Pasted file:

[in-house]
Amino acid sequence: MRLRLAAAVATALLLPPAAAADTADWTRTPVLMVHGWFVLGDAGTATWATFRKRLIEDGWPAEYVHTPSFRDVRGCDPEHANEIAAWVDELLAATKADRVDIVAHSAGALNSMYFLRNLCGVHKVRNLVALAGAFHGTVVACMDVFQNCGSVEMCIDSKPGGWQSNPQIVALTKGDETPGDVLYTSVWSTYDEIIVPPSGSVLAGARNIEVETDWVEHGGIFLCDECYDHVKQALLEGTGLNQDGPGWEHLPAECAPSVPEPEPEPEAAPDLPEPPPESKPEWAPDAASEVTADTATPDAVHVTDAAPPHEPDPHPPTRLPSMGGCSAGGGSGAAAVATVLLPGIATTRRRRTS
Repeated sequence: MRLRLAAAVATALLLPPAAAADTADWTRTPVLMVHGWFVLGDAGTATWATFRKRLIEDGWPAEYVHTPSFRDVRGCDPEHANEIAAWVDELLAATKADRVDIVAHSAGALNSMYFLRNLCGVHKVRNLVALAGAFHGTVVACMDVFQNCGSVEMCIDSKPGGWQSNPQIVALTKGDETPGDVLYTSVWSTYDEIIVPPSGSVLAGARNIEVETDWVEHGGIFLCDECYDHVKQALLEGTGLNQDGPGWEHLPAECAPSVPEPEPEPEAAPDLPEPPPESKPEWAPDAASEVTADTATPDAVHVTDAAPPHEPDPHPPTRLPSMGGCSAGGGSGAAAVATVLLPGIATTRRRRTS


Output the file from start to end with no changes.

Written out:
[in-house]
Amino acid sequence: MRLRLAAAVATALLLPPAAAADTADWTRTPVLMVHGWFVLGDAGTATWATFRKRLIEDGWPAEYVHTPSFRDVRGCDPEHANEIAAWVDELLAATKADRVDIVAHSAGALNSMYFLRNLCGVHKVRNLVALAGAFHGTVVACMDVFQNCGSVEMCIDSKPGGWQSNPQIVALTKGDETPGDVLYTSVWSTYDEIIVPPSGSVLAGARNIEVETDWVEHGGIFLCDECYDHVKQALLEGTGLNQDGPGWEHLPAECAPSVPEPEPEPEAAPDLPEPPPESKPEWAPDAASEVTADTATPDAVHVTDAAPPHEPDPHPPTRLPSMGGCSAGGGSGAAAVATVLLPGIATTRRRRTS
Repeated sequence: MRLRLAAAVATALLLPPAAAADTADWTRTPVLMVHGWFVLGDAGTATWATFRKRLIEDGWPAEYVHTPSFRDVRGCDPEHANEIAAWVDELLAATKADRVDIVAHSAGALNSMYFLRNLCGVHKVRNLVALAGAFHGTVVACMDVFQNCGSVEMCIDSKPGGWQSNPQIVALTKGDETPGDVLYTSVWSTYDEIIVPPSGSVLAGARNIEVETDWVEHGGIFLCDECYDHVKQALLEGTGLNQDGPGWEHLPAECAPSVPEPEPEPEAAPDLPEPPPESKPEWAPDAASEVTADTATPDAVHVTDAAPPHEPDPHPPTRLPSMGGCSAGGGSGAAAVATVLLPGIATTRRRRTS